While President Barack Obama’s stances on GMOs (genetically modified organisms) in agriculture have become well known over the years, current President Donald Trump’s stance was a bit more of a mystery — until now.
Speaking to a crowd in Nashville, Tennessee on January 8, Trump finally used the word “biotechnology” for the first time as president, and did so in a positive way in reference to its uses in agriculture (GMOs).
Considering the economic impact the industry has on the United States’ bottom line, what Trump said should come as no surprise.
But for people in the natural and organic movement, it’s still likely to come as a serious disappointment (and challenge moving forward for that matter).
“Streamlining Regulations” for GMO Industry: Trump
In 1987, then-Vice-President George H.W. Bush visited Monsanto headquarters in the St. Louis, MO area and offered up a promise that would usher in a new area of GMO-focused agriculture: “Call me, we’re in the de-reg business.”
The comments were made to Monsanto executives on a tour, and were aimed at assuring them that the United States was “open for business,” and ready to begin the process of allowing the controversial technology that includes gene-splicing plants in a lab to be resistant to Monsanto’s herbicides.
Now, even as countries across Europe and around the world are banning the crops due to environmental and safety concerns, the U.S. appears ready to up the ante as the leading world producer of Monsanto and other companies’ GMOs.
“We are streamlining regulations that have blocked cutting-edge biotechnology, setting free our farmers to innovate, thrive, and to grow,” Trump said according to MIT Technology Review in Nashville at a meeting of the American Farm Bureau Federation.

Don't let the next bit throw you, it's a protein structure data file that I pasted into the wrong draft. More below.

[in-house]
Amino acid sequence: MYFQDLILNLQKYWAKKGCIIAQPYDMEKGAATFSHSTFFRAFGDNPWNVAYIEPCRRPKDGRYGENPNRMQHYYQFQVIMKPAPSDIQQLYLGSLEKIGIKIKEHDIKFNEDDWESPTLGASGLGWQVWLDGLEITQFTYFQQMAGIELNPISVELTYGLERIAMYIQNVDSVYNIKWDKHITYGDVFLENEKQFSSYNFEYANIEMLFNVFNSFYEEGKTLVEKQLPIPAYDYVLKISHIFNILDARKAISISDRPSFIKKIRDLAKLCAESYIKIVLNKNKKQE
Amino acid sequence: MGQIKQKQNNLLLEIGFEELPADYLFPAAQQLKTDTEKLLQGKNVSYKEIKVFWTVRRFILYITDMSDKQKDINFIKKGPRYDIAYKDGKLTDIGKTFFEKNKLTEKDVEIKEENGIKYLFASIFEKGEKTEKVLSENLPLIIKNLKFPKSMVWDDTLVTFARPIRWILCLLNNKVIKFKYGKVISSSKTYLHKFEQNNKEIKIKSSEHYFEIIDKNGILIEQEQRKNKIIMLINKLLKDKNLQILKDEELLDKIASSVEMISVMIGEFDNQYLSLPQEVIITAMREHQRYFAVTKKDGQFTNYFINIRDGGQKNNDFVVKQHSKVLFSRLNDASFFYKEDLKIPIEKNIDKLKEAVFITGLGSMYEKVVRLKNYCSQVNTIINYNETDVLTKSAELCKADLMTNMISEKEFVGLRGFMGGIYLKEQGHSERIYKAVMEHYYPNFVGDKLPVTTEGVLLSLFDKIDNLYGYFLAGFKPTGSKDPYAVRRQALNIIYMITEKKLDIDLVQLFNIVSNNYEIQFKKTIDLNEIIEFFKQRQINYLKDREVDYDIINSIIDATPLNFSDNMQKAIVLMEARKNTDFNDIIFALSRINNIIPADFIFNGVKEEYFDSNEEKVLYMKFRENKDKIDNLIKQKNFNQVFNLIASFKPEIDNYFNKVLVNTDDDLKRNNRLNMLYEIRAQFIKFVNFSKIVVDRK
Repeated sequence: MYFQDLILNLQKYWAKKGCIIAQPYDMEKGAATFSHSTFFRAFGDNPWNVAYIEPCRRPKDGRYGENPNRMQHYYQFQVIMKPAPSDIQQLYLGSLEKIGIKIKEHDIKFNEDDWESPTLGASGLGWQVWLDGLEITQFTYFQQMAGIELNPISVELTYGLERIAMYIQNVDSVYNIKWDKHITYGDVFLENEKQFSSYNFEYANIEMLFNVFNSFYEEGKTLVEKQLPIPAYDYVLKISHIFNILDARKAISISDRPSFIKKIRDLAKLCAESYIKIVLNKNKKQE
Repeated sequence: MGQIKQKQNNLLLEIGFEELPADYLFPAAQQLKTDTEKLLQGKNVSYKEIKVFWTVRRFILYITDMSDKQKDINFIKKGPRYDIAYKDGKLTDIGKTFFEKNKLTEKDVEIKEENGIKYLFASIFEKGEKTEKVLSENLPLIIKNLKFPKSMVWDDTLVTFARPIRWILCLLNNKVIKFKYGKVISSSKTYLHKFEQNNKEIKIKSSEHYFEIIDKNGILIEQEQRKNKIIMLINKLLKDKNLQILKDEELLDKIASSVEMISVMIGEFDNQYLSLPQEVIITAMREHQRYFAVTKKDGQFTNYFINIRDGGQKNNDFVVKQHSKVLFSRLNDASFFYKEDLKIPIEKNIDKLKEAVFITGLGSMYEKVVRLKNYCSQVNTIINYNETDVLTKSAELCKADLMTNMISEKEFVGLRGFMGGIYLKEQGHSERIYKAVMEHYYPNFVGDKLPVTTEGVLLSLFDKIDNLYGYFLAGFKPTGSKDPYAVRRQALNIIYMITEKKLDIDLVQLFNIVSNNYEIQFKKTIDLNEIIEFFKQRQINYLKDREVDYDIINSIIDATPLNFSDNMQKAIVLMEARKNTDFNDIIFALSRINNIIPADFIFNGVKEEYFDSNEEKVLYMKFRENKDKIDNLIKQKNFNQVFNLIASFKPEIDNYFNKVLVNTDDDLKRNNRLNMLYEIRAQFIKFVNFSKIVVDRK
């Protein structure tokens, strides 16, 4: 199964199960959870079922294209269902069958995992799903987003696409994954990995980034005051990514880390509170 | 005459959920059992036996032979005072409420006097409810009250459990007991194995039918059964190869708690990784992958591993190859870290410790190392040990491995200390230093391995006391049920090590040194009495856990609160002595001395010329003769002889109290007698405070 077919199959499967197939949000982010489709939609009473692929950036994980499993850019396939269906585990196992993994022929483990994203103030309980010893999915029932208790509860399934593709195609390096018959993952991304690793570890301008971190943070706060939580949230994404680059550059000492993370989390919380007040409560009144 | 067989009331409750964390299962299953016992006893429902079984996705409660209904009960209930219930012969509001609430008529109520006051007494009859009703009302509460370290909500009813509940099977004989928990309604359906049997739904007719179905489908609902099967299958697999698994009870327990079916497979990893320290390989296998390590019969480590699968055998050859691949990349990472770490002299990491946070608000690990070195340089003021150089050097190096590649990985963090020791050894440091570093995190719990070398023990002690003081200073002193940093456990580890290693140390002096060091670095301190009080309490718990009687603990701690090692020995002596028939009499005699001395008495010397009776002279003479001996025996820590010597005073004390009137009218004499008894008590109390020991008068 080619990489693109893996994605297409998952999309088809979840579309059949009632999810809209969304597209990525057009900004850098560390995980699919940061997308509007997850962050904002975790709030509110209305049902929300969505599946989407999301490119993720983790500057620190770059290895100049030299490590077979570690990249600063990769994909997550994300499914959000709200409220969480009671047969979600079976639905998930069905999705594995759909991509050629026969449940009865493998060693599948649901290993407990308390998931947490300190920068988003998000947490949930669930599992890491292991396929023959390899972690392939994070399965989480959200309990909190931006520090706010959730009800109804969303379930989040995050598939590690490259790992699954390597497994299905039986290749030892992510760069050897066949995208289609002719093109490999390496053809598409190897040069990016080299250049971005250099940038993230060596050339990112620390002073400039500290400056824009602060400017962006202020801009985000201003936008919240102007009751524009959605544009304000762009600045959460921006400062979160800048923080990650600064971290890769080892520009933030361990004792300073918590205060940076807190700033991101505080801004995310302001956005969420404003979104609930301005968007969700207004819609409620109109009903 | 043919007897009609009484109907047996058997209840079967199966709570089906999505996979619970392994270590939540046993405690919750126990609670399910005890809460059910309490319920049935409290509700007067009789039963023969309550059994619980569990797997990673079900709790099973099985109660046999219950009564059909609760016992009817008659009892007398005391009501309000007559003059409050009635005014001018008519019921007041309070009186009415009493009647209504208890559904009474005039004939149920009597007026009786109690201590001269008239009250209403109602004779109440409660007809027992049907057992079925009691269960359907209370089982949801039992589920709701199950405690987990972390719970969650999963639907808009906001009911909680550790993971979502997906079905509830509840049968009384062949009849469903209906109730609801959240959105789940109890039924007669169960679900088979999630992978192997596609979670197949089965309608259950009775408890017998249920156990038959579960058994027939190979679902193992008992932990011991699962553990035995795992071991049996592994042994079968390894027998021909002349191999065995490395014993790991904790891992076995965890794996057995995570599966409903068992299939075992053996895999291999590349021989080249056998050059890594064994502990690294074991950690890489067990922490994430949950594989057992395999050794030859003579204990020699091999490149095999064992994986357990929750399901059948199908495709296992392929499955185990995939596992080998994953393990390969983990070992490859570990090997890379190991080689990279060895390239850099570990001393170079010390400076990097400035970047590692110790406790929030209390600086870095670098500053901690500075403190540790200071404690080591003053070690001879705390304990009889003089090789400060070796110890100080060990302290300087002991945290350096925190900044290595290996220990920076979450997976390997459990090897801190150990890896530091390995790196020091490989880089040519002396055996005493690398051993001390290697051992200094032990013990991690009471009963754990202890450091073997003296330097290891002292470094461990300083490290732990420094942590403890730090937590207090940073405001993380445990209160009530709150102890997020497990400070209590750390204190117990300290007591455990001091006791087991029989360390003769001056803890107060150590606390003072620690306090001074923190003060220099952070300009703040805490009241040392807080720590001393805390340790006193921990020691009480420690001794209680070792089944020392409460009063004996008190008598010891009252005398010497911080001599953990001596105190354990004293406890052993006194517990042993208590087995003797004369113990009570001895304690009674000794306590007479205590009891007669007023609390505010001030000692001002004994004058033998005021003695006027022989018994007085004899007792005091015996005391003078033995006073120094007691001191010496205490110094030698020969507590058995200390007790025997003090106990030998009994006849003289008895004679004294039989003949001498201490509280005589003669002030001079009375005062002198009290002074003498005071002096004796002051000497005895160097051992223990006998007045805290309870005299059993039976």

“Oh, are you happy you voted for me. You are so lucky that I gave you that privilege,” he continued according to the article.
Watch the video below to hear him pledge his support for GMOs and Biotech with your own ears.
Privilege Denied in the United States: GMO Labeling
Unfortunately for United States residents, the GMO experiment has come with a surprising additional price tag: foods containing these ingredients don’t come with plain text labels, a privilege afforded to citizens in over 60 countries around the world.
Considering that GMOs represent the biggest change to the basic constitution of our food supply in decades, that’s concerning to millions of people.
But millions of dollars spent by big food corporations have submarined the GMO labeling movement.
Vermont democratically passed a mandatory labeling bill in 2014, but it was superseded by a fast-tracked bill that had the effect of overturning it with Obama’s signature in August 2016. Now it is expected that a complex system of QR codes will be the standard for labeling, which critics deem overly complicated and discriminatory toward people without smart phones.
Trump Scraps Regulations; Market Could Flood with New GMOs
As noted in the MIT article, Trump has also already gotten rid of USDA rules that would have regulated foods made with CRISPR gene editing. This lack of regulation along with prior lax regulations has led to a pro-GMO climate the likes of which has never been seen for developers.
New GMO apples, potatoes and mushrooms, each using CRISPR gene editing (or gene silencing) technology, have been approved and more foods could be on the way.
While Trump has been mum about his official stance on GMOs, for many citizens who are tired of the same old politics in Washington and tired of eating lab-created foods (especially unlabeled in stores or dining out), his policies have been nothing short of disappointing.
He hasn’t signed any big name, infamous bills like the “Monsanto Protection Act” Obama did, but thus far, it’s hard to argue that his presidency has been anything short of a boon for Monsanto, Dow Chemical, and other large GMO and agrobusiness companies.
Considering the $350 billion-a-year behemoth the biotechnology industry has become, it’s easy to understand why — but no less frustrating for fans of organic and natural food to watch unfold.
This article was first written in January 2018 and updated in October 2019.